The CEAA is seeking to determine whether a federal environmental assessment is required for the project as part of the Canadian Environmental Assessment Act of 2012 installed to support the government's Responsible Resource Development Initiative.
All written comments are due by February 4. The agency’s final decision on whether the assessment is required will be posted on its web site.
If it decides in the affirmative, the CEAA said that three further opportunities to comment on the project will be held as mandated under law.
In related Carbon Creek news, Cardero said Monday that it has entered into an agreement to extend the option exercise period for the takeover of four coal licenses that form a portion of the complex.
The extension will last for up to three calendar months, through April 13.
Previously, the company was required to exercise the option on or before January 14 by forwarding $C5 million and issuing 400,000 common shares.
Under the new terms, Cardero agreed to pay a non-refundable deposit of $1 million on January 14, with the balance of $4 million due along with 400,000 shares upon its exercise of the option.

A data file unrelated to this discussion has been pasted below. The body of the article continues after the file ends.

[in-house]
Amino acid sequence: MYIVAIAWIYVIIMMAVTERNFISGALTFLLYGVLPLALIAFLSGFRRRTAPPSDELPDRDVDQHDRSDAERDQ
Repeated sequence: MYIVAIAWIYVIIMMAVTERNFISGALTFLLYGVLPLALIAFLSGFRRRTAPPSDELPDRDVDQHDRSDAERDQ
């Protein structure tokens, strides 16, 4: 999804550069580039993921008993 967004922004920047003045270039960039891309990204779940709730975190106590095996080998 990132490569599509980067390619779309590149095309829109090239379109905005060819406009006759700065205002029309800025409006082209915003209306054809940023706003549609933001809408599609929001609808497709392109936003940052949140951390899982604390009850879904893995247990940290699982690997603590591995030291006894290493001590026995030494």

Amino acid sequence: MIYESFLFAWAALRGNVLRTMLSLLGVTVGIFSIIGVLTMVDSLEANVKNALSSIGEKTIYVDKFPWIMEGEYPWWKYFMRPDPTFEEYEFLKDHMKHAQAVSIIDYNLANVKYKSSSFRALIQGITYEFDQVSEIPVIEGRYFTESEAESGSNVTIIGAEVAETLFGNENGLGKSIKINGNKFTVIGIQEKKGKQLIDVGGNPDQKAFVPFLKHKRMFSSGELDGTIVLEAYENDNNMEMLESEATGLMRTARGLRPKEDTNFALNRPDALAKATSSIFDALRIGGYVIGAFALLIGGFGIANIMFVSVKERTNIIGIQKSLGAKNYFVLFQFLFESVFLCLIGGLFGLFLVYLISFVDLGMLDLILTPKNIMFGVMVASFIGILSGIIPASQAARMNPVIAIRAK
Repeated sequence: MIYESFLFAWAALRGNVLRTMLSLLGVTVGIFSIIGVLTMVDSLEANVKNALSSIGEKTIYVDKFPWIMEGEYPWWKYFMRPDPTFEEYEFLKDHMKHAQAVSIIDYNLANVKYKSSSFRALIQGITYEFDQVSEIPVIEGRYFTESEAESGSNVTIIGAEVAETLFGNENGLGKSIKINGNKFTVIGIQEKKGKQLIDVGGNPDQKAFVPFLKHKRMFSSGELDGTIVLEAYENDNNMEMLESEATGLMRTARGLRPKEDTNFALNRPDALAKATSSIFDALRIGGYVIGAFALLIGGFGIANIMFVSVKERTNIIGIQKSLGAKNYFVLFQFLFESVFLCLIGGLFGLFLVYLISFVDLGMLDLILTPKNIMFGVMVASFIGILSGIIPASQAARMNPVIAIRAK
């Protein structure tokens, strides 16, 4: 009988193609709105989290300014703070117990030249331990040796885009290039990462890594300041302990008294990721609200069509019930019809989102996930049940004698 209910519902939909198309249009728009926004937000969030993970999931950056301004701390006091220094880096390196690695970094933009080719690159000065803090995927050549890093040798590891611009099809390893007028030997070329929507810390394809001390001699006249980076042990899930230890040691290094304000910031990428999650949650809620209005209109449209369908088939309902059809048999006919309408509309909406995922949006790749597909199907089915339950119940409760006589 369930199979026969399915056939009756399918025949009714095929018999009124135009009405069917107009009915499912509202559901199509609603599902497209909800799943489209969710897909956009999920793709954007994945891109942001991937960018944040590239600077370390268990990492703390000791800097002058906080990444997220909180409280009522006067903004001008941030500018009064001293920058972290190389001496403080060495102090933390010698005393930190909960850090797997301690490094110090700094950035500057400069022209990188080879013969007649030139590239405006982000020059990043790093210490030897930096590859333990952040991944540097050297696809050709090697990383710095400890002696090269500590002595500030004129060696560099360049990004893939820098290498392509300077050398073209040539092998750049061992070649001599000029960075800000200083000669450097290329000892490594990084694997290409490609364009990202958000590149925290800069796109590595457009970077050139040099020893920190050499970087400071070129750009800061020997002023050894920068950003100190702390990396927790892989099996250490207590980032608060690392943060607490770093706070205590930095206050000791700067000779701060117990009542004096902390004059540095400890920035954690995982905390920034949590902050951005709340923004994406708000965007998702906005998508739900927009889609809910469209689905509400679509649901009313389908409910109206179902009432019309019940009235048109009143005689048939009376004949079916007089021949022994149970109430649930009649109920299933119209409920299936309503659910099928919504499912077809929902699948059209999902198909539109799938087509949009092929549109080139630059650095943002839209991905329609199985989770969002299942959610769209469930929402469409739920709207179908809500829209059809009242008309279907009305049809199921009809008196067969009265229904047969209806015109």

An extension fee of $20,000 monthly will also apply.
To date, the company has made the initial $1 million interim payment and the first $20,000 payment to extend the option.
"Renegotiation of the option terms allows the Company to postpone full payment for the coal licenses while we finalize terms and subsequently close the Sprott loan facility, originally announced in October 2012," president and chief executive officer Michael Hunter.
“The loan facility is tied to the equity financings, which Cardero closed on December 31, and closing of the debt facility is expected in the coming weeks. When we complete the acquisition of the coal licenses, Cardero will have a 100% working interest in this excellent asset.”
A November 6 feasibility study report from Norwest confirmed the deposit’s M&I resource at 468 million tonnes, up from 166 million tonnes.
Carbon Creek’s established initial proven and probable reserves are 121Mt, pointing to an initial mine life of 20 years.
The report also found that, based on the results, the average clean coal production rate could be estimated at 4.1Mtpa, up notably from a prior projection of 2.9Mtpa between 2016 and 2034.
Over Carbon Creek’s lifetime, coal production is expected to be about 78.4Mt, with 60% of planned output classified as hard coking coal. A previous estimate for HCC was 35%.
Norwest provided some good financial news to Cardero as well: that pre-production capital projection had been reduced from $C301 million to $217 million.
Including pre-production capital, it will take capital of $475 million to bring the project to full production.
Once in operation, operating costs should average $110/t, down from $114 on previous projections.
Carbon Creek should have first coal by the first quarter of 2014 and be cashflow-positive within three years.